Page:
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McDonald's frantic backpedaling: The pig toy fiasco
When McDonald's decided to omit a pig from a new line of promotional soft toys, consumers got a little cheesed off
There is such a thing as being too culturally sensitive. The Straits Times reports that fast food giant McDonald's opened up a virtual beehive in Singapore when it deliberately omitted pig characters from its latest toy promotion, earning the ire of netizens and Chinese customers.
The pig toy was suppose to be part of a 12-character Doraemon set depicting the animals of the Chinese zodiac calendar. However, management at the Golden Arches decided not to include the pig toy to avoid offending Muslim customers, and had a Doraemon Cupid toy in its place instead -- a move which seriously upset Chinese customers keen on collecting all 12 toys in the series. A flurry of irate emails and demands by collectors and customers followed, and now the fast food giant has reversed its decision, adding a pig toy back to the promotional line-up (Updated January 25, 2010).
According to the Straits Times, the fast food chain was apologetic about the initial decision to yank the pig character. McDonald’s Restaurants communications director Linda Ming said the chain excluded the pig toy out of sensitivity for its Muslim customers and chose Cupid instead to commemorate Valentine’s Day, which coincides with the first day of the Chinese New Year this year, on Feb 14. "We seek our customers' understanding that it has never been our intention to be disrespectful towards any religion or culture."
But the damage is already done. Blogs and forums are already calling it an overreaction and experts say it showed a lack of cross-cultural understanding. Sociologist Daniel Goh said that if McDonald’s did not consult Muslim opinions before making the decision to exclude the pig toy, the company had then assumed Muslim sensibilities, which amounted to a form of self-censorship.
Dr Mohamad Maznah, a visiting senior research fellow with the Asia Research Institute at the National University of Singapore (NUS), said to the Straits Times that she felt the restaurant was just being cautious, although she doubted the Muslim community here would have been upset if the pig toy had been included. Dr Syed Muhd Khairudin Aljunied, an assistant professor of Malay Studies at NUS, said, "Pigs and dogs are not non-halal, except when they are consumed."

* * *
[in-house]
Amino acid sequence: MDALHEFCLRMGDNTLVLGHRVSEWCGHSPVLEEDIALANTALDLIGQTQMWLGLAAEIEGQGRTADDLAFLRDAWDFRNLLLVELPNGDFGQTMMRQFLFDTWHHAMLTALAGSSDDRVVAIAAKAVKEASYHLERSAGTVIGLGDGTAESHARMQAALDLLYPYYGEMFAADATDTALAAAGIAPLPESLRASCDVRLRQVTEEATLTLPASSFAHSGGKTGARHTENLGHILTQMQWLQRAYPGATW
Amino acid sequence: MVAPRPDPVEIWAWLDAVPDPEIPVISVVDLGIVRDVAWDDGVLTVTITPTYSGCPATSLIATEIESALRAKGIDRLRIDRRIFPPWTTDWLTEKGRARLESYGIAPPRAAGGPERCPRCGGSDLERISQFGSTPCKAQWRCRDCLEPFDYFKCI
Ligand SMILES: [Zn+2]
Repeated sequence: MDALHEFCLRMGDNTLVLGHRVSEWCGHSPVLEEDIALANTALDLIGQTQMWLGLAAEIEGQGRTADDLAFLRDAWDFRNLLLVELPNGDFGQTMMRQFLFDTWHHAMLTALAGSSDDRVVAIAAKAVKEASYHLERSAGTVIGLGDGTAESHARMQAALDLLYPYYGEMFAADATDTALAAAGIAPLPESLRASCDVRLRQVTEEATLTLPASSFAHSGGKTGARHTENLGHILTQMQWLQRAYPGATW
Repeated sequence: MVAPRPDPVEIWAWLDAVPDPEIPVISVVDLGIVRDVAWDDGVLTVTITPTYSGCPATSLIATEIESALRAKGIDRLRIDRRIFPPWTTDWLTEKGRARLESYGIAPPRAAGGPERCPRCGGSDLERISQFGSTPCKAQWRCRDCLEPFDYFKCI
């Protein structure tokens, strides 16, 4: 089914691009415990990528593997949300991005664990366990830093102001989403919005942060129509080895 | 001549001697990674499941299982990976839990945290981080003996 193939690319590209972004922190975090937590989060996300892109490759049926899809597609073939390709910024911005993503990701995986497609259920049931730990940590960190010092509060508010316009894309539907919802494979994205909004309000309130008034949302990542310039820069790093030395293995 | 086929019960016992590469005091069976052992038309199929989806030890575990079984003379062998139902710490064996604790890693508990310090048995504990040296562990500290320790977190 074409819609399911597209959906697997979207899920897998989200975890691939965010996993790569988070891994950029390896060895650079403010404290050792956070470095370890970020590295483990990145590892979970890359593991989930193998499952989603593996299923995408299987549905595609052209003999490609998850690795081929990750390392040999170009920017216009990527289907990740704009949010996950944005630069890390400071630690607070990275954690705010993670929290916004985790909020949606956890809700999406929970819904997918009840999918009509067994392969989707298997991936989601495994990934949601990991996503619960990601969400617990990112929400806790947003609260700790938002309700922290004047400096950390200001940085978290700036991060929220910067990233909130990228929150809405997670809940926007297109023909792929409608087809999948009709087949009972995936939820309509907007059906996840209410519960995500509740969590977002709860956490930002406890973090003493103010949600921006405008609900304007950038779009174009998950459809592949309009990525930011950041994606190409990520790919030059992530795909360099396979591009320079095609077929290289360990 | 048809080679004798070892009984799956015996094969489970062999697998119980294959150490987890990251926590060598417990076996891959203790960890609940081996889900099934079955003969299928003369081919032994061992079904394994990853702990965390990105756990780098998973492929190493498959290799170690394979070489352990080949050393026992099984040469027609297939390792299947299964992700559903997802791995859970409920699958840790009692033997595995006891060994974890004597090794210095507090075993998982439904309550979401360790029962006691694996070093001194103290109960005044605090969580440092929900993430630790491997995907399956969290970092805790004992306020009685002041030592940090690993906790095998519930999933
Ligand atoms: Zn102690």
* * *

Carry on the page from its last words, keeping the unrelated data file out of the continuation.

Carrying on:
Backlash from the blogsphere
Blogger Vlad Tepes posted that "this decision makes about as much sense as Afghanistan’s lone hog which has been quarantined due to fears of swine flu, a virus that the rest of the advanced world realizes is not contracted by direct contact with pigs, or the fatwa issued by Malaysian Muslim clerics against the evils of yoga."
Rajesh Chhabara wrote on the CSR Works blog that "McDonald's lack of cross-cultural understanding points to a common trend among multinational companies who often neglect to deploy corporate responsibility managers with local insight in Asia. What McDonald's should have done was to engage with the Muslim community's leadership to discuss the promotion and the dilemma it faced."
Forums have been inundated with opinions. Pappy commented on the Straits Times report that "McDonald's wrongly interprets the halal certification, and takes political correctness to the extreme to cater to the religious extremists. It not only disappoints the Chinese with its insensible decision, it also makes the vast majority of our moderate Muslims look bad."
lich_king asked why McDonald's didn't apply the same rule to the bull toy as well, as, according to McLogic, that could offend the Hindus who don't eat beef. Pauline Koh wrote in to the ST Forum, saying "In this case, the pig is one of the Chinese zodiac signs -- part of Chinese culture and customs -- and it is just a soft toy, not food. Will the sight of a Doraemon collectible pig soft toy offend anyone? Was the decision based on a recommendation from MUIS (the Islamic Religious Council of Singapore)?"
What do you think? Is this political correctness gone mad or was McDonald's justifiably cautious? Let us know.